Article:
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Firearm Prevalence and the Risk of Suicide: A Review

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Publication Date: October 2001

Publisher(s): Harvard Health Policy Review

Author(s): David Hemenway, PhD


Special Collection: The Joyce Foundation

Topic: Health (Mental health)
Social conditions (Safety and security)

Keywords: suicide; gun violence

Type: Report

Coverage: United States


This article summarizes literature on the relationship between gun ownership levels and suicide rates. Throughout the literature an implicit question motivates research: are suicides largely determined by the strength of intent alone or do ready availability of lethal means increase the likelihood that susceptible individuals will take their own lives?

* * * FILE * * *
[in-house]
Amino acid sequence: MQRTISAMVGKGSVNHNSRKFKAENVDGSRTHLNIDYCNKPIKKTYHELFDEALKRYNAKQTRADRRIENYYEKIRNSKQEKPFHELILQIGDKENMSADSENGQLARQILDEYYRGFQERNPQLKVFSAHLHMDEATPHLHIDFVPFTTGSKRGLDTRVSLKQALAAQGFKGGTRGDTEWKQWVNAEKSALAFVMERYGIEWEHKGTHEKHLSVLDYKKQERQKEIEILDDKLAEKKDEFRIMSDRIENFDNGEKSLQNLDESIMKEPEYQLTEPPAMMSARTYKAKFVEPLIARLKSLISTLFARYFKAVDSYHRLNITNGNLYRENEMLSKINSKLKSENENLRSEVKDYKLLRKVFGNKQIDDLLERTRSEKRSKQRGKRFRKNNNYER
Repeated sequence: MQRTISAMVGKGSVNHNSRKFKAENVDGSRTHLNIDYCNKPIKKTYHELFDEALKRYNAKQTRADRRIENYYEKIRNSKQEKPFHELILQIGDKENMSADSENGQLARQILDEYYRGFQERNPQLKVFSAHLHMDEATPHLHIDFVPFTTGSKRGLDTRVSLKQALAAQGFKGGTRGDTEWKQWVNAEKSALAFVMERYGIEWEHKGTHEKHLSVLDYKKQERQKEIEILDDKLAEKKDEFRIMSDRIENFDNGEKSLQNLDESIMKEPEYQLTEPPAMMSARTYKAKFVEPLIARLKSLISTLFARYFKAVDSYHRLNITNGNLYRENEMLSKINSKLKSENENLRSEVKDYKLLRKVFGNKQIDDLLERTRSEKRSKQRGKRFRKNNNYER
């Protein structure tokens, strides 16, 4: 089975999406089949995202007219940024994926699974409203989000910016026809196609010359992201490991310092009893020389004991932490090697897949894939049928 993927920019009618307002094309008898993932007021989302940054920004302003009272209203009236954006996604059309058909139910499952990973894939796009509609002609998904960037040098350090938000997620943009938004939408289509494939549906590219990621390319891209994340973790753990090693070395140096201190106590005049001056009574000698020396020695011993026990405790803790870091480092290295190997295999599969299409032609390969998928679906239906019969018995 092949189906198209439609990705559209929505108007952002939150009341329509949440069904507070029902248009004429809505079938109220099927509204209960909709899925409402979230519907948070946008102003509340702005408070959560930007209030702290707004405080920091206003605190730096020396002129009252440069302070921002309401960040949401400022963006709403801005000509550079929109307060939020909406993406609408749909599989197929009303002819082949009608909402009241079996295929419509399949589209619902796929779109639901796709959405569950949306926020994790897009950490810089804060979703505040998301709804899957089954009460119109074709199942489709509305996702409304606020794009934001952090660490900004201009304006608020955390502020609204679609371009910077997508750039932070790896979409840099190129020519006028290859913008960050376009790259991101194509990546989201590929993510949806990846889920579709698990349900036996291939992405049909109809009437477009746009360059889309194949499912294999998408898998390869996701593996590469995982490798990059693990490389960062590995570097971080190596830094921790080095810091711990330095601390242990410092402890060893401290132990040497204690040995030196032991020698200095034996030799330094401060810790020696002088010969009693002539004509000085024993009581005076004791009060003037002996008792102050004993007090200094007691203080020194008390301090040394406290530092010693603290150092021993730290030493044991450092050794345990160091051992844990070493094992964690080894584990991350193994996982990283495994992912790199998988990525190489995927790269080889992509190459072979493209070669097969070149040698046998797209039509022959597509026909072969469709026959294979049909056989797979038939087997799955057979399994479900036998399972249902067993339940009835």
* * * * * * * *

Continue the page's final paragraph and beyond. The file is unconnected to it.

The paper reviews expert opinion and related evidence. Some of it supports the idea that both intent and instrumentality matter, and that individuals who commit suicide often do so when confronting a severe but temporary crisis. For example, it cites one study of 18 men who survived self-inflicted intentional gunshot wounds to the face, where subsequent suicide attempts were uncommon. In another study of self-inflicted gunshot wounds that would have proven fatal without emergency treatment, none of the 30 attempters had written a suicide note, and more than half reported suicidal thoughts for less than 24 hours. After two years, none of the 30 people attempted suicide again.